SOUTHCOM Support to Operation Southern Cross

U.S. Southern Command supported the deployment of the U.S. Coast Guard Cutter Stone during Operation Southern Cross, a deployment to the South Atlantic to counter Illegal, Unregulated, and Unreported (IUU) fishing while strengthening relationships for maritime sovereignty and security throughout the region. IUU Fishing is a threat to our partner nations’ sovereignty. It negatively impacts overall security, food security, economics, and the environment.

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Operation Southern Cross was conducted in conjunction with SOUTHCOM. The crew of the USCGC Stone (WMSL 758) deployed from Pascagoula, Mississippi, Dec. 22, 2020, for the mission. Stone completed the deployment March 1. 2021

Taking the newly-accepted cutter on its shakedown cruise, Stone's crew covered over 21,000 miles (18,250 nautical miles) over 68 days. A mutual interest in combating IUUF activities offered an opportunity to collaborate for Stone's crew. They interacted with partners in Guyana, Brazil, Uruguay, and Portugal, strengthening relationships and laying the foundation for increased partnerships to counter illicit maritime activity.

This was the Coast Guard's first patrol to the South Atlantic in recent memory, engaging partners including Guyana, Brazil, Uruguay, Argentina, and Portugal. The cutter also embarked an observer from the Portuguese navy for the operation’s duration.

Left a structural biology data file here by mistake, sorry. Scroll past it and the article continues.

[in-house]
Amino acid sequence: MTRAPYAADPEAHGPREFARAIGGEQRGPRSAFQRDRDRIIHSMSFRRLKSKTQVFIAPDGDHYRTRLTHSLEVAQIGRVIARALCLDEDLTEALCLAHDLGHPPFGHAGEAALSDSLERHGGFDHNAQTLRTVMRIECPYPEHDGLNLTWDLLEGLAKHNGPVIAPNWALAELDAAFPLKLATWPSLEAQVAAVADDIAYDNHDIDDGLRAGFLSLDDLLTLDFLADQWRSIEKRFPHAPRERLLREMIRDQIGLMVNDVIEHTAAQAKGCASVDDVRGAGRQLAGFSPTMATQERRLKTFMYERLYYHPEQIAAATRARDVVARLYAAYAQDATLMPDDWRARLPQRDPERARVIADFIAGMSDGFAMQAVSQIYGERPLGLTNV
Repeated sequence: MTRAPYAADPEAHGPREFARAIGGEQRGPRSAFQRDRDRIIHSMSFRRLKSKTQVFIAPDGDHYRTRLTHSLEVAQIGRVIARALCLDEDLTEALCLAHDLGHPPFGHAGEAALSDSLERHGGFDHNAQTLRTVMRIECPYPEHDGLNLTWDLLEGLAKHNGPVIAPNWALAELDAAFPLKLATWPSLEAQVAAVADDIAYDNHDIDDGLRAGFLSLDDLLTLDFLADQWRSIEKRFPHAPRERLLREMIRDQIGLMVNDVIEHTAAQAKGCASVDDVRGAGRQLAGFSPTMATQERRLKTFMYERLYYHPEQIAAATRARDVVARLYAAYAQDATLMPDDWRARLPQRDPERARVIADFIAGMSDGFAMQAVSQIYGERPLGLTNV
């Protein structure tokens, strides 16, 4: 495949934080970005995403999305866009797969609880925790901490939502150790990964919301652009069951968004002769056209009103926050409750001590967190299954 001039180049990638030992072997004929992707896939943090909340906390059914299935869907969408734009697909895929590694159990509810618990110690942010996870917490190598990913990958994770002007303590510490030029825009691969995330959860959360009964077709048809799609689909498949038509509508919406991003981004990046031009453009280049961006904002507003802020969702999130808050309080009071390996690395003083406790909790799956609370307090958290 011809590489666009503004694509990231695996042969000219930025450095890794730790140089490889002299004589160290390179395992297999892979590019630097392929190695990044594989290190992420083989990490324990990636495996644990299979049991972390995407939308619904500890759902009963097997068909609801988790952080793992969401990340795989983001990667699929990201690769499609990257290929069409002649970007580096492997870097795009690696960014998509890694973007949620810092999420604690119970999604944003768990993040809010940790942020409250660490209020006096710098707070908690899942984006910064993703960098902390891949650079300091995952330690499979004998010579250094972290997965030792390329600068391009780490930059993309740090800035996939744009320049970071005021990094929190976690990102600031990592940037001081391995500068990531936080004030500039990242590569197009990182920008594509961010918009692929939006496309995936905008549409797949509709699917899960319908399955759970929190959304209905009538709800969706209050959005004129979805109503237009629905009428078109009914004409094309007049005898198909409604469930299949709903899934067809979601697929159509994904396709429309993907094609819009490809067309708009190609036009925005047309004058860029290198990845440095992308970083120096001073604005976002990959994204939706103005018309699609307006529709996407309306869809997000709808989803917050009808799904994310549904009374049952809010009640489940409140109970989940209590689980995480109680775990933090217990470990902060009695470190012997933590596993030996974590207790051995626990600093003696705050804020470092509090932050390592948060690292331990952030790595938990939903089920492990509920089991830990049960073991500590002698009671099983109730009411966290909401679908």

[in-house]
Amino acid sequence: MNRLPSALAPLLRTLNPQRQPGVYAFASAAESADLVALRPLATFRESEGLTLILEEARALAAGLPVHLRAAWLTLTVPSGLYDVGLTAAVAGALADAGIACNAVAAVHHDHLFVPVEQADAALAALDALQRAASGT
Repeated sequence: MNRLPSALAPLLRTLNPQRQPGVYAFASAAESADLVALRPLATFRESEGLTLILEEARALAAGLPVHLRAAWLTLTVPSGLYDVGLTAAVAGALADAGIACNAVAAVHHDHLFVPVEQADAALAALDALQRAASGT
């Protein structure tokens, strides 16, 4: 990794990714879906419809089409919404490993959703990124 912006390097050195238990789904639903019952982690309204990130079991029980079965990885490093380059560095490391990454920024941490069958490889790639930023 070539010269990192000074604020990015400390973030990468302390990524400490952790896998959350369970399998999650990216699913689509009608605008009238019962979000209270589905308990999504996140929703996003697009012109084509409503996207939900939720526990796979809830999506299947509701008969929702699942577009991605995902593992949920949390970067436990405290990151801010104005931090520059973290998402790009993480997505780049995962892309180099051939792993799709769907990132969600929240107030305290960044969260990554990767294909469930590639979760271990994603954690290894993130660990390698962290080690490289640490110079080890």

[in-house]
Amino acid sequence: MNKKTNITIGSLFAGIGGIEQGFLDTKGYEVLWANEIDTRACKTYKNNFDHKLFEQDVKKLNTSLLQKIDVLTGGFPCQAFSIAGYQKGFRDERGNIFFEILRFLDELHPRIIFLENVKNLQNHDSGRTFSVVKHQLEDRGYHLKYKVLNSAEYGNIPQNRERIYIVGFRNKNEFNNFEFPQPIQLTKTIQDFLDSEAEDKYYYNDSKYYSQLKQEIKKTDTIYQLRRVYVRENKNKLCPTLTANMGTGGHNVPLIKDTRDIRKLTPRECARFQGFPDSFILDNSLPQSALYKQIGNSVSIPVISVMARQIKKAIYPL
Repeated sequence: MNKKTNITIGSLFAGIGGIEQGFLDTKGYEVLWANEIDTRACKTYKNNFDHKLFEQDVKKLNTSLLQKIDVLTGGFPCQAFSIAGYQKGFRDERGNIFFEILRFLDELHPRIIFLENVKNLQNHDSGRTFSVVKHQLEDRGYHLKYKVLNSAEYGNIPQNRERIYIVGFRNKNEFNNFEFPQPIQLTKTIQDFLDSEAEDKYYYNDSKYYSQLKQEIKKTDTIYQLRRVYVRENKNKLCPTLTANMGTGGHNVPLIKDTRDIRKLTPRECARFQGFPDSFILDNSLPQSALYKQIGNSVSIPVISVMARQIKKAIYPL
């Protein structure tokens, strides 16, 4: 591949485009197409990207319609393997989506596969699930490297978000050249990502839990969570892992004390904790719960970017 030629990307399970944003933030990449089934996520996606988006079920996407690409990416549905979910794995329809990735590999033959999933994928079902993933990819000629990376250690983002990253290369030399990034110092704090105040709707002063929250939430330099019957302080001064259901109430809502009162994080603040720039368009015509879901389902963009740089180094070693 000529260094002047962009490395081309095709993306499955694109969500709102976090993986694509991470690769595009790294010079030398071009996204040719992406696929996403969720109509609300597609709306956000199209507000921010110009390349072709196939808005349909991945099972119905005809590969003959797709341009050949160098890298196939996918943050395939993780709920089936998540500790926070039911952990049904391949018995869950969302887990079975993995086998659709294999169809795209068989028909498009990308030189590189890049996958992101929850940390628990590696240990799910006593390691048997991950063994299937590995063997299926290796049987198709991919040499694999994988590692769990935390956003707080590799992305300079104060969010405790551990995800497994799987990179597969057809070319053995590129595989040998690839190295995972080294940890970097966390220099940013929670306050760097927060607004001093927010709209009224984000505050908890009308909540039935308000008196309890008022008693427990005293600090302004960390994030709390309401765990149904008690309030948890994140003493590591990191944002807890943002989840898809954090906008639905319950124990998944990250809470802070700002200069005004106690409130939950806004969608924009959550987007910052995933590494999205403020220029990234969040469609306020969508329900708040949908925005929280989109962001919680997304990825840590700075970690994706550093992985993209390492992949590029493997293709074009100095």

About IUU Fishing

Illegal, unreported, and unregulated (IUU) fishing has replaced piracy as the leading global maritime security threat. By undermining international agreements and fisheries conservation measures, this criminal activity jeopardizes global food security, destabilizes the economic security of coastal States, and violates state sovereignty.

"IUU fishing threatens fish stock's health and adversely impacts those who follow global norms and national laws. This is a global issue, and IUU is a problem too big for any one nation. Only by working together can we protect livelihoods, ensure ports remain economically productive, and support and sustainable fisheries industry," Vice Adm. Steven Poulin, commander of U.S. Coast Guard Atlantic Area.

  • Nearly half the world’s population relies on fish for 20 percent of their animal protein. IUU fishing removes access to this valuable protein source, particularly to the most vulnerable coastal States.
  • The first sale value of global fish production in 2018 stands at $401 billion. IUU Fishing results in tens of billions of dollars of lost revenue to legal fishers every year.
  • Of the world’s top marine fish stocks, 93 percent classified as fully exploited, overexploited, or significantly depleted. IUU fishing undermines the sustainable management of these resources, pushing them to the limits of their capacity.
  • It is about more than fishing, it is a threat to the United States.